Concerning the number zero, is it really identical to nothing? It is tempting to reason as follows. Take any number x, and add nothing to it. Then you get the number x back. Now take x, and add the number zero to it. The result is the same. Therefore, the number zero is nothing. But this reasoning is fallacious. One could argue in a similar way that the number one is nothing: Take any number x, and do not multiply it by any number. Then you get the number x back. Now take x, and multiply it by one. The result is the same (x). Therefore one is nothing. No one would agree with the conclusion of that argument!

      In set theory, the empty set, which is the set that contains no elements, is taken to be a fundamental building block of the mathematical universe. Even though it looks like nothing at first sight, this, too, is on closer inspection seen to be not nothing. The empty set is like an empty shopping bag. But unlike a shopping bag, the empty set is abstract. And just like an empty plastic shopping bag is not nothing, an abstract empty shopping bag is not nothing, either.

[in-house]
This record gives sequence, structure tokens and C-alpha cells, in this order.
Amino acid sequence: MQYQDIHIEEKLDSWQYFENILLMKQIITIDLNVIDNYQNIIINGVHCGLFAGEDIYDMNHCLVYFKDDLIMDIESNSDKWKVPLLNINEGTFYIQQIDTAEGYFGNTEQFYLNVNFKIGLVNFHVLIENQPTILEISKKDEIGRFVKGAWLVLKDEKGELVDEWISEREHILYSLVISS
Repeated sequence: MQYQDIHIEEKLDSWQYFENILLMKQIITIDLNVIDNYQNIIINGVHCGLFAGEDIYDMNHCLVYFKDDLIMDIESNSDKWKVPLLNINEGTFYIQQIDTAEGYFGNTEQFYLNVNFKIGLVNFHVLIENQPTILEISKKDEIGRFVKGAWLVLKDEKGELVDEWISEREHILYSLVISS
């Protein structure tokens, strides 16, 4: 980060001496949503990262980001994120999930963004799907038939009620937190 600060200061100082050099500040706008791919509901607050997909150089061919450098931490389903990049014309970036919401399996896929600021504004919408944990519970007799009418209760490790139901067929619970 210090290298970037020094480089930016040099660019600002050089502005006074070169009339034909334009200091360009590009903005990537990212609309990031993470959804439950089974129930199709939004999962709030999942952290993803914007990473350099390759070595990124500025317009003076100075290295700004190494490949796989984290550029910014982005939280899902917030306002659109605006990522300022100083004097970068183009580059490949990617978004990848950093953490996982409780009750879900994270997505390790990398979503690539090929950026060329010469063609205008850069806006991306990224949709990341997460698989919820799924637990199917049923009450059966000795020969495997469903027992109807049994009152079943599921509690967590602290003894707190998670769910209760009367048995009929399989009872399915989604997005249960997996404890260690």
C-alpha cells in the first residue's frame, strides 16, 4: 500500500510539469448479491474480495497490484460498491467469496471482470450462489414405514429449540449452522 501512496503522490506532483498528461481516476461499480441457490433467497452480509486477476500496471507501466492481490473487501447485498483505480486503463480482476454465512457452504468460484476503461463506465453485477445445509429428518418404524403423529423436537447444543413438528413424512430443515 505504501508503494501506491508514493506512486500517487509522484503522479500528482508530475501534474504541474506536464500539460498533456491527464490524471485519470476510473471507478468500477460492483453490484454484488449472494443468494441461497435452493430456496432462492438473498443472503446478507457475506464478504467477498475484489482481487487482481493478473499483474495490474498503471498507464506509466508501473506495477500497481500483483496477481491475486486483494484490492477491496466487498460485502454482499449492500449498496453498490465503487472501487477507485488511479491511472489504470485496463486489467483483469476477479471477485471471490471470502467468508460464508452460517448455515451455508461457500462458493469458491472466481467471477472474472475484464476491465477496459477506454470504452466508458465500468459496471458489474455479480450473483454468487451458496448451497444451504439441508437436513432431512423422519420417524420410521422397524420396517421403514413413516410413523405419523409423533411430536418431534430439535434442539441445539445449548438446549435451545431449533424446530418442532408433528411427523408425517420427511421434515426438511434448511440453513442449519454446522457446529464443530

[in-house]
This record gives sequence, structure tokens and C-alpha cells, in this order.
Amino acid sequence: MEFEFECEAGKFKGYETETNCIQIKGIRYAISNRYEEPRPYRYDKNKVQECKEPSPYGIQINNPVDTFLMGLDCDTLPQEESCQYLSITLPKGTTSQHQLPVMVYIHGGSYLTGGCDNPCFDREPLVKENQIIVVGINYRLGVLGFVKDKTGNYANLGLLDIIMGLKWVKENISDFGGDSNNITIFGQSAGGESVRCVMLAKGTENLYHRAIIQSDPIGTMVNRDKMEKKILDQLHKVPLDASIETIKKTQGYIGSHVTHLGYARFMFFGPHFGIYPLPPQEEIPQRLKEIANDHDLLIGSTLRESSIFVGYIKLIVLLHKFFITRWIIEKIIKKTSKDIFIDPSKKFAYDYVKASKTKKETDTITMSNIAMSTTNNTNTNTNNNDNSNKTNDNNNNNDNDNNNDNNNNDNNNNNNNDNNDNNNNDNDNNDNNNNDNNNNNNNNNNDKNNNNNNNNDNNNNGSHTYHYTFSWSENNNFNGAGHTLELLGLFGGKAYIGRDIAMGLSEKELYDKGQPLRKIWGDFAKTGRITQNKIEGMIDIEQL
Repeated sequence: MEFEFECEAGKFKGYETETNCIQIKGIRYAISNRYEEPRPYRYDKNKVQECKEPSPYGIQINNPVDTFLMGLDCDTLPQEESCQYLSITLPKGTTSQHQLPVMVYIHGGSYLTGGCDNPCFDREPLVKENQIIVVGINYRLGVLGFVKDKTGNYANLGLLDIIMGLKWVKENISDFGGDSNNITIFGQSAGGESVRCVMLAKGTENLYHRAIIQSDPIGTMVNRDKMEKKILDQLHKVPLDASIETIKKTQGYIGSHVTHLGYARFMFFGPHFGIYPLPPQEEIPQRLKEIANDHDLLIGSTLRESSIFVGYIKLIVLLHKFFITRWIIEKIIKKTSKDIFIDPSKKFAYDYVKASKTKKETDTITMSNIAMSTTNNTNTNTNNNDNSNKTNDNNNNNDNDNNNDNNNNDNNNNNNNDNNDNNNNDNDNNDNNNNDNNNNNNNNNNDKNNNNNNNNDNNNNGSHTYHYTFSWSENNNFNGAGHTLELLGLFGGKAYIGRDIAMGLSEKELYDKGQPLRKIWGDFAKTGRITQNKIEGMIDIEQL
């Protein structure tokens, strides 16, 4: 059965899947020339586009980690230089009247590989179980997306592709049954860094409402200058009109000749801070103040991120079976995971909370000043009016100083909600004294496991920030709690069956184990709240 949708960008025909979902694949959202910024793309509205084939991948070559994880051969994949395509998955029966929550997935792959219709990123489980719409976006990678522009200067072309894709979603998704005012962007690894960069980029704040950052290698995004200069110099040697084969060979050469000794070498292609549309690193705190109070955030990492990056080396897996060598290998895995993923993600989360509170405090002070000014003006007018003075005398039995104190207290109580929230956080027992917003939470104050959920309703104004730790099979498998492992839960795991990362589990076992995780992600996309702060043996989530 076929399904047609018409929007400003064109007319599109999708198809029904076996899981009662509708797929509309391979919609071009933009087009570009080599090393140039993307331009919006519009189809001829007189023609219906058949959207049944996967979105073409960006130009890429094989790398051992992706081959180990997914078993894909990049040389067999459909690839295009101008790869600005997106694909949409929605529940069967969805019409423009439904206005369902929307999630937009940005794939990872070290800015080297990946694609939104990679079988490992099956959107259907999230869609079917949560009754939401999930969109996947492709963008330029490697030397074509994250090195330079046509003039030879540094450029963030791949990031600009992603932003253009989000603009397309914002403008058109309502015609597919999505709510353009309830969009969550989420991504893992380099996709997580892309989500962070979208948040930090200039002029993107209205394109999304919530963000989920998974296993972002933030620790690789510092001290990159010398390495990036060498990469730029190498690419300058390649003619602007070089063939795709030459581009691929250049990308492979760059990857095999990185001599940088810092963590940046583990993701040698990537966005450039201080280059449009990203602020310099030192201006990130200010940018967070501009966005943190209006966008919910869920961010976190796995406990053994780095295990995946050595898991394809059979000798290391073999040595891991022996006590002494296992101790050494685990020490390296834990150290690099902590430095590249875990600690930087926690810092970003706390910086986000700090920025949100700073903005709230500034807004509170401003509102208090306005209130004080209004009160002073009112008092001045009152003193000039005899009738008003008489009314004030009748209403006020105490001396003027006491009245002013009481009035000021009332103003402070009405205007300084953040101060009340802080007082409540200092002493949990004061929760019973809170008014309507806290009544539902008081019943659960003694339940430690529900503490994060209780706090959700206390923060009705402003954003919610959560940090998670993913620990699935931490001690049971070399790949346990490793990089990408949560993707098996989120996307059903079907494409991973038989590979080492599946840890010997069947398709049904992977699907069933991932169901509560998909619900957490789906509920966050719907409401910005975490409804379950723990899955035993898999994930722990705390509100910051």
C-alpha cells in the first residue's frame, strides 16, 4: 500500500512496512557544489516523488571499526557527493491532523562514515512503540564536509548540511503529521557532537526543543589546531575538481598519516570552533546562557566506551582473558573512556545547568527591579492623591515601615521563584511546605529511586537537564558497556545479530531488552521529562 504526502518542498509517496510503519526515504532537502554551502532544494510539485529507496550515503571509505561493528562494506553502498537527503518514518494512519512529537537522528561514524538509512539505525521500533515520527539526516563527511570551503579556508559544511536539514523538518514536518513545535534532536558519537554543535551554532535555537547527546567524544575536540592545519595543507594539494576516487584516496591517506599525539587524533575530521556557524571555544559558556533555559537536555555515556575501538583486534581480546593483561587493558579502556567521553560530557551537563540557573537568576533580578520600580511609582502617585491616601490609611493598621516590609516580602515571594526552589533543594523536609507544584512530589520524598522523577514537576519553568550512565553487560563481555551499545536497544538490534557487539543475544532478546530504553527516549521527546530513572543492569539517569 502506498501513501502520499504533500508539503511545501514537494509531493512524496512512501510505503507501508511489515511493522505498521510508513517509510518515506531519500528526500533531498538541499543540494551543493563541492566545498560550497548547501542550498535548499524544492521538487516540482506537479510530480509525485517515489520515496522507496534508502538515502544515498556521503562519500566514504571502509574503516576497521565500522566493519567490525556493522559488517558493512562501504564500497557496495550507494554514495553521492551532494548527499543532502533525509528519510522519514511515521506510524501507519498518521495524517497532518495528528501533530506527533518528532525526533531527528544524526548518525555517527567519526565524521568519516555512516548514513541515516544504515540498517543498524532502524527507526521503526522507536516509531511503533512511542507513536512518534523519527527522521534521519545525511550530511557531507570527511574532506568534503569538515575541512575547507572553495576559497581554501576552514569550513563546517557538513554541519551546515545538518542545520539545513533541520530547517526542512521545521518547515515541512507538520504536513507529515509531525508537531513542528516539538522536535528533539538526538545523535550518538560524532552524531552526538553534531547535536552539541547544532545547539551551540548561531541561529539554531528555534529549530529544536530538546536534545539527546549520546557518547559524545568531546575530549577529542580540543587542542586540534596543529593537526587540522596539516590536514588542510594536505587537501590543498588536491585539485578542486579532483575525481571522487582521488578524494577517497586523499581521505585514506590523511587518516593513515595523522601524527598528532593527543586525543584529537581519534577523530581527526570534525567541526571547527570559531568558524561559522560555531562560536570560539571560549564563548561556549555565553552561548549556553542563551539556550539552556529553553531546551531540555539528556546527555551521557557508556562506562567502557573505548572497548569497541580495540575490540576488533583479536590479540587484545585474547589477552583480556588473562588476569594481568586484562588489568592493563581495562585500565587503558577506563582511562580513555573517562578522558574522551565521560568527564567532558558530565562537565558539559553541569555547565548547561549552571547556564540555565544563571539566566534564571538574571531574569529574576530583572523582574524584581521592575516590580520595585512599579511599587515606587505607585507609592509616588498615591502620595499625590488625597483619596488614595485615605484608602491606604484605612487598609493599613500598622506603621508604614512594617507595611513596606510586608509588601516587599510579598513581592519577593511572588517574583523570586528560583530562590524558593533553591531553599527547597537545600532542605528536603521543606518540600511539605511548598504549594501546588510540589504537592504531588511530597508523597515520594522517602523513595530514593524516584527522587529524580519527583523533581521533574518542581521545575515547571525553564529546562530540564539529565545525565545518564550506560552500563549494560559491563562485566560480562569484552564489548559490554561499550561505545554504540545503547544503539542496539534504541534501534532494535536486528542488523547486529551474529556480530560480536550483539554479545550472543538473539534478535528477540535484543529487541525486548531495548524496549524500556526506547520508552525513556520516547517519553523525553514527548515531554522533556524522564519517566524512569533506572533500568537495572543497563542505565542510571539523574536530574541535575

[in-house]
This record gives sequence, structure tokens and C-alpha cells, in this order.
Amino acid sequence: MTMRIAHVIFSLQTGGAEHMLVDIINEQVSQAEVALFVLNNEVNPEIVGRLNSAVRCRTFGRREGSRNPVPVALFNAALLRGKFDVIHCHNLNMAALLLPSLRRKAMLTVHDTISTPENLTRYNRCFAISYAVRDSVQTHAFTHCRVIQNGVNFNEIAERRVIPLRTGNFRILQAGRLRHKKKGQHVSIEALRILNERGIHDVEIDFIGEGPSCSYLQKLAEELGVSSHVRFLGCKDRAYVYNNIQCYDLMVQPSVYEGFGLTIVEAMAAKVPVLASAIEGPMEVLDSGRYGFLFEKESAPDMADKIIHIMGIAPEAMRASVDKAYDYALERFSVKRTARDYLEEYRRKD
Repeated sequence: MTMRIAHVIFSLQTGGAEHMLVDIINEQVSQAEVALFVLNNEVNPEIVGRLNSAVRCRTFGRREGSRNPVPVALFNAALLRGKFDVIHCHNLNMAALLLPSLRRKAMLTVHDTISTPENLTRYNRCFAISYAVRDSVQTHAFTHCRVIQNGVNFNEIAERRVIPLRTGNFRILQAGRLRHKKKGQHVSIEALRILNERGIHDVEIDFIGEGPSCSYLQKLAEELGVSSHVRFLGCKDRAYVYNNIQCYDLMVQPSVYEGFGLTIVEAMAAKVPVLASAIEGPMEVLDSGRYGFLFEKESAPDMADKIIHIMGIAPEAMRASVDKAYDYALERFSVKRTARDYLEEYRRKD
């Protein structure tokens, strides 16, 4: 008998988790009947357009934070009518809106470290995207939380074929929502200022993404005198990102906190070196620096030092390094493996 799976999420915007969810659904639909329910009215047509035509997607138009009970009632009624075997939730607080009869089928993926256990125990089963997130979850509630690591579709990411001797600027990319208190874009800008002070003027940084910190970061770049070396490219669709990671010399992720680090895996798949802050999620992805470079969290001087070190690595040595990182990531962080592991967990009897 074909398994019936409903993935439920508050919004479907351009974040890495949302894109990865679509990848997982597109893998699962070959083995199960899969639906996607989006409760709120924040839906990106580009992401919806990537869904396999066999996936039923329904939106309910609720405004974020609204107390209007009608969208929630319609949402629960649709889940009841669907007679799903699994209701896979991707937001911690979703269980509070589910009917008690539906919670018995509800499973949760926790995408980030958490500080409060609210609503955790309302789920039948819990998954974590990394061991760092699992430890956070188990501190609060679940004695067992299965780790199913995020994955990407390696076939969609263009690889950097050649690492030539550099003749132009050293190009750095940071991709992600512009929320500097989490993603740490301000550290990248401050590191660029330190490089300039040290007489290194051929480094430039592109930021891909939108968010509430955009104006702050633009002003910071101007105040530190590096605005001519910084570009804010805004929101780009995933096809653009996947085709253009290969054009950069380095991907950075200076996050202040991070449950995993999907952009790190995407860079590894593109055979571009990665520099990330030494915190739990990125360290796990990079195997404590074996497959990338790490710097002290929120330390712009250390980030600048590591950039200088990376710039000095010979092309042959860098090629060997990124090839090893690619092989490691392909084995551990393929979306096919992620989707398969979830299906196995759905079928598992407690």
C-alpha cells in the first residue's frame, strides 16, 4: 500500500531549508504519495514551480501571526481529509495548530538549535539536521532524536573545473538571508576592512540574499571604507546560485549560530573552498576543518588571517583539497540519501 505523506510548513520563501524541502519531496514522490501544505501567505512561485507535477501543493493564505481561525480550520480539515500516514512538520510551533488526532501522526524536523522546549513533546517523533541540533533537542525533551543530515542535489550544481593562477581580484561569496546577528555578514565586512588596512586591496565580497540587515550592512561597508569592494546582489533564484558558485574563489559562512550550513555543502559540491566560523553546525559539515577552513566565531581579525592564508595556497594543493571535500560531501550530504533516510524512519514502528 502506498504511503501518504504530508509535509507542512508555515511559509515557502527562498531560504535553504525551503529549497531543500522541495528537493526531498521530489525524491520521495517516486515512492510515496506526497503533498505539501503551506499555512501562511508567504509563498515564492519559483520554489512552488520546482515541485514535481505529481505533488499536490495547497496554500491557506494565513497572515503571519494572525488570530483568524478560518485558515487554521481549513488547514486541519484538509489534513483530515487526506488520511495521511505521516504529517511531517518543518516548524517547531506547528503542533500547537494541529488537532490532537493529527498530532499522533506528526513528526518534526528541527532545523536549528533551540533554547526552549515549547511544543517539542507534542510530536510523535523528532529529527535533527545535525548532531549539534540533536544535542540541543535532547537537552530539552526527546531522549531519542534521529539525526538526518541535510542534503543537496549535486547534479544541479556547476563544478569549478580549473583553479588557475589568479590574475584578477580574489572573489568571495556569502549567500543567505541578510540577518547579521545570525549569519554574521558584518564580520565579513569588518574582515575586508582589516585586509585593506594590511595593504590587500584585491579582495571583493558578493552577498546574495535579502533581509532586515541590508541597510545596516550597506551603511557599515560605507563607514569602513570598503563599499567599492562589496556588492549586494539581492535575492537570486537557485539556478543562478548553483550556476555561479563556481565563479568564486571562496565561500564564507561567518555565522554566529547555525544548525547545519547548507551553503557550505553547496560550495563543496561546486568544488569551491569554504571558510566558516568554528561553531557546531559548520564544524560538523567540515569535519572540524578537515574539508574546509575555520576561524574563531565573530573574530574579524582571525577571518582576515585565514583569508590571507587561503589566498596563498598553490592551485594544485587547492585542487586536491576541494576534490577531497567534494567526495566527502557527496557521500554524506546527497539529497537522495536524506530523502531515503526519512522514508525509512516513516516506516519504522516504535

Science, then, does not in any straightforward way tell us that there are nothingnesses. According to the scientific picture of the world, absences do not seem to be fundamental building blocks of either the concrete (physical) world or of the abstract (mathematical) realm.

      NOTHINGf_BREAKER

      There is also a philosophical view about absence that is in agreement with this scientific worldview. It holds that absences can be reduced to presences, and that a fortiori there is no such thing as nothingness. This view was worked out in detail in mathematical logic in the early 20th century and defended forcefully by Bertrand Russell.

      Today, this alternative view that absences of things can be reduced to presences of things is still the dominant view among philosophers. The chief reason for this is that as far as we can tell, the scientific worldview can do without absences of things as positive entities. Moreover, science certainly sees no need to attribute an irreducible existence or presence to nothingness.

      Delete
    2. But hold on. The term “nothing” can be correctly used in assertions, as in “I said nothing.” So expressions such as “nothing” are certainly meaningful. If “nothing” refers (to nothingness perhaps, or to an absence of an utterance…), then its meaning is clear. But how can the view that seeks to reduce absences to presences explain the meaningfulness of the term “nothing?”